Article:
horoscope

noun
horo·​scope | \ ˈhȯr-ə-ˌskōp How to pronounce horoscope (audio) , ˈhär- \

Definition of horoscope

1 : a diagram of the relative positions of planets and signs of the zodiac at a specific time (as at one's birth) for use by astrologers in inferring individual character and personality traits and in foretelling events of a person's life
2 : an astrological forecast

Examples of horoscope in a Sentence

She checked the newspaper for her horoscope.
Recent Examples on the Web Halsey fans erupted in excitement on social media, offering their congratulations and already guessing the baby's horoscope (the running theory is a Leo). Natalie Morin, refinery29.com, "Halsey Reveals She’s Pregnant In New Photos," 28 Jan. 2021 Read your full Aries tarot horoscope for January 2021 here. Meghan Rose, Glamour, "Tarotscopes: Monthly Tarot Horoscopes for Every Zodiac Sign," 1 Jan. 2021 The Birthdate Book includes 70 pages of horoscope analysis for an in-depth look at what the universe has in store. Naveen Kumar, CNN Underscored, "19 gifts for the astrology-obsessed person in your life," 10 Dec. 2020 As far as what to get, ordering food from the House of Prime Rib is like reading your horoscope. Soleil Ho, SFChronicle.com, "House of Prime Rib's beefy feasts are still a splurge-worthy event as takeout," 12 Nov. 2020 That's more of a horoscope than a weather forecast. Paul Douglas, Star Tribune, "51 MPH Gusts Usher an Early November Into Minnesota," 14 Oct. 2020 Anyone who religiously reads their horoscope and knows their birth chart like the back of their hand deserves some customized astrology gifts that can help ease the impact of mercury in retrograde (which, by the way, rolls back around in October). Tiffany Dodson, SELF, "25 Astrology Gifts for Your Friend Whose Most Used App Is Co-Star," 11 Sep. 2020 Astrology was important in sixteenth-century Italy, not yet separate from the discipline of astronomy, and Michelangelo’s father, as a minor aristocrat, took care to have a professional cast his newborn son’s horoscope. Ingrid D. Rowland, The New York Review of Books, "He Made Stone Speak," 17 June 2020 In fact, horoscope sites have reported rising traffic as people look to the stars to give shape to a formless quarantine life. Penn Bullock, New York Times, "Reopening Risks, Ahmaud Arbery, Mother’s Day: Your Weekend Briefing," 10 May 2020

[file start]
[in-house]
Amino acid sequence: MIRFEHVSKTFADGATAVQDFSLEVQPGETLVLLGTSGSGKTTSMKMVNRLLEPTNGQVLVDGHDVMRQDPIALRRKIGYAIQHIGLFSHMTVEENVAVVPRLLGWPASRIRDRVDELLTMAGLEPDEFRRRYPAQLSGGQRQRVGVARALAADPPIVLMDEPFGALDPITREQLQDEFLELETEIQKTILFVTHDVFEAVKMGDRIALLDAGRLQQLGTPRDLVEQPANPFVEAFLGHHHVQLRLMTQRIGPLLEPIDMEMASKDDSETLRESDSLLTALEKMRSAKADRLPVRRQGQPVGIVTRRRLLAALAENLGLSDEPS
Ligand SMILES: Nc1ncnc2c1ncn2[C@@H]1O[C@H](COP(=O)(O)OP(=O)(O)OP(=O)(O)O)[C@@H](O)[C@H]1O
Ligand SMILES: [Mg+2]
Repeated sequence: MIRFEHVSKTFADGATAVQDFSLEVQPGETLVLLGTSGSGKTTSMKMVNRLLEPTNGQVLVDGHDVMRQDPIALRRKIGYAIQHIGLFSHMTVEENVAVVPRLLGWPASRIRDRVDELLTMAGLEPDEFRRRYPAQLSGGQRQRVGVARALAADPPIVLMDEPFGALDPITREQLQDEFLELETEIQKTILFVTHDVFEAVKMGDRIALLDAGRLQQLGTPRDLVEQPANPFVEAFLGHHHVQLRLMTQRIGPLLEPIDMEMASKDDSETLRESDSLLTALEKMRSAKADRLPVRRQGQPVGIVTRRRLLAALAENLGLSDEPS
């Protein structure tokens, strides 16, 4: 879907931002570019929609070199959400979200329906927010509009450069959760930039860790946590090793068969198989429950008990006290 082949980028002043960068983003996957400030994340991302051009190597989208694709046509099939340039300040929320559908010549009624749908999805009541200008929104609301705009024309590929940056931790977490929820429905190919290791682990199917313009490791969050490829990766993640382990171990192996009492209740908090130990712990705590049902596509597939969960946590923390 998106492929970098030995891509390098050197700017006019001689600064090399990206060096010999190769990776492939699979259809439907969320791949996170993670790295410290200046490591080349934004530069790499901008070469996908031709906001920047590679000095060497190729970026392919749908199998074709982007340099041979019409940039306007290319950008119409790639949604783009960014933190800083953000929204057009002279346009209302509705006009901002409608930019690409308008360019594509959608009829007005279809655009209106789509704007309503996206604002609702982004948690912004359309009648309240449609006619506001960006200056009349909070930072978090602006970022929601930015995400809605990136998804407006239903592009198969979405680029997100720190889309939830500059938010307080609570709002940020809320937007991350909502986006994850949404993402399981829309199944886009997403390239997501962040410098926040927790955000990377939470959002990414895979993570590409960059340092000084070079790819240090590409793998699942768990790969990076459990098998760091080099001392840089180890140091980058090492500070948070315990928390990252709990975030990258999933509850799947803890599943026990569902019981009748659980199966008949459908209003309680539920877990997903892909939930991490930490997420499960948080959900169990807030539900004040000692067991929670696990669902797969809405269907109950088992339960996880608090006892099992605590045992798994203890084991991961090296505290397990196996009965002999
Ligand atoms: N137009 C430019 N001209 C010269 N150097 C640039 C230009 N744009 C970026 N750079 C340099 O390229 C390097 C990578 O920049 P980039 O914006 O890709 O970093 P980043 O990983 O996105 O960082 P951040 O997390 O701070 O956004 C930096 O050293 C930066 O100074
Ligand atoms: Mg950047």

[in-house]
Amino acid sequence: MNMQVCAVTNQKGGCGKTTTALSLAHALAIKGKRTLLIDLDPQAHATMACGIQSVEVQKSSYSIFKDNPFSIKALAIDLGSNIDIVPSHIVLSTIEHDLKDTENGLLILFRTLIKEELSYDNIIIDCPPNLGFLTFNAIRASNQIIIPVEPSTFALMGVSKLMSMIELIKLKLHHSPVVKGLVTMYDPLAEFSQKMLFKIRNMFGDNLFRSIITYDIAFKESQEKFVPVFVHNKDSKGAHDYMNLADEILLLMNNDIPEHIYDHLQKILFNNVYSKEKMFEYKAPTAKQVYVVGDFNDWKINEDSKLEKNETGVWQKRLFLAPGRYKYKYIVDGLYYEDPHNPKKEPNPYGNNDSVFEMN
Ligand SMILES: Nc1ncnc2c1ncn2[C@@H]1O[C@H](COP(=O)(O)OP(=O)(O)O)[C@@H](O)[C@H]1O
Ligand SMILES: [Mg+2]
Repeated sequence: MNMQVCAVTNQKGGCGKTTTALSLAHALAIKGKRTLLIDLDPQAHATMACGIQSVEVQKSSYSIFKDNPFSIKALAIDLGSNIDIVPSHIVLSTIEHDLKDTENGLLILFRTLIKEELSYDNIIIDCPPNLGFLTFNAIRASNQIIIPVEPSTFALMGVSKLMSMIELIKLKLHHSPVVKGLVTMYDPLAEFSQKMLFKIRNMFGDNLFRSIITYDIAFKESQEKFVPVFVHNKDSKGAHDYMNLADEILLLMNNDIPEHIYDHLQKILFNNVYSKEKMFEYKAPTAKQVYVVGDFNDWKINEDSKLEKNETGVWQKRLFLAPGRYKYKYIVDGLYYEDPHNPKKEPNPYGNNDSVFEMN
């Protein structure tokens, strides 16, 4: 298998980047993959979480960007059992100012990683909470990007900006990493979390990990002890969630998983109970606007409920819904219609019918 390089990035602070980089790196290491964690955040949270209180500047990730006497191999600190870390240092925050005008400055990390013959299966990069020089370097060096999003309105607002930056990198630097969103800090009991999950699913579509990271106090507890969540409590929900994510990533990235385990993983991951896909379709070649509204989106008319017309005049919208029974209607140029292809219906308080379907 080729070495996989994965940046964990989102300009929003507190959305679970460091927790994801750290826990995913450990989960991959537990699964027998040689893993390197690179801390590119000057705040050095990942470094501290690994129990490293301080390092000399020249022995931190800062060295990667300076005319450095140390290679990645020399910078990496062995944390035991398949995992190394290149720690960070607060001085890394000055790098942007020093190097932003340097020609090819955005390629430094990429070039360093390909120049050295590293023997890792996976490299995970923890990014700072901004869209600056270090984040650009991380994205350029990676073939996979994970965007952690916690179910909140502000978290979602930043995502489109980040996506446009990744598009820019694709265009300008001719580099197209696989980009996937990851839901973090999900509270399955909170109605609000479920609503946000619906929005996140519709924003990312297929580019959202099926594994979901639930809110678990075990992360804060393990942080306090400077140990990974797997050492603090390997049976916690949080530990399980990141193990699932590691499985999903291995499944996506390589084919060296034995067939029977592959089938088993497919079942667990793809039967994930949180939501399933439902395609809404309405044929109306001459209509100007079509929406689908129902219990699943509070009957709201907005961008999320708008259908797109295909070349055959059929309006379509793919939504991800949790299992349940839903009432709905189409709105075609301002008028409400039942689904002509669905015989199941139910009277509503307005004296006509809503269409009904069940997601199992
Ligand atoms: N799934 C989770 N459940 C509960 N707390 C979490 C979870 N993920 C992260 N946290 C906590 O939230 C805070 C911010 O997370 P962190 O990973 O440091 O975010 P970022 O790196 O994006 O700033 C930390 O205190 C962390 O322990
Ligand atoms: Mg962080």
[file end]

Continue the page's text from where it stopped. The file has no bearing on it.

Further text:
These example sentences are selected automatically from various online news sources to reflect current usage of the word 'horoscope.' Views expressed in the examples do not represent the opinion of Merriam-Webster or its editors. Send us feedback.

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First Known Use of horoscope

14th century, in the meaning defined at sense 1

History and Etymology for horoscope

Middle English horoscopum, from Latin horoscopus, from Greek hōroskopos, from hōra + skopos watcher; akin to Greek skopein to look at — more at spy

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Time Traveler for horoscope Time Traveler

The first known use of horoscope was in the 14th century

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Statistics for horoscope

Last Updated

14 Feb 2021

Cite this Entry

“Horoscope.” Merriam-Webster.com Dictionary, Merriam-Webster, https://www.merriam-webster.com/dictionary/horoscope. Accessed 9 Mar. 2021.

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More Definitions for horoscope

horoscope

noun

English Language Learners Definition of horoscope

: advice and future predictions based on the date of a person's birth and the positions of the stars and planets

horoscope

noun
horo·​scope | \ ˈhȯr-ə-ˌskōp How to pronounce horoscope (audio) , ˈhär- \

Kids Definition of horoscope

1 : a diagram of the positions of the planets and signs of the zodiac used in astrology
2 : a prediction based on astrology

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More from Merriam-Webster on horoscope

Nglish: Translation of horoscope for Spanish Speakers

Britannica English: Translation of horoscope for Arabic Speakers

Britannica.com: Encyclopedia article about horoscope

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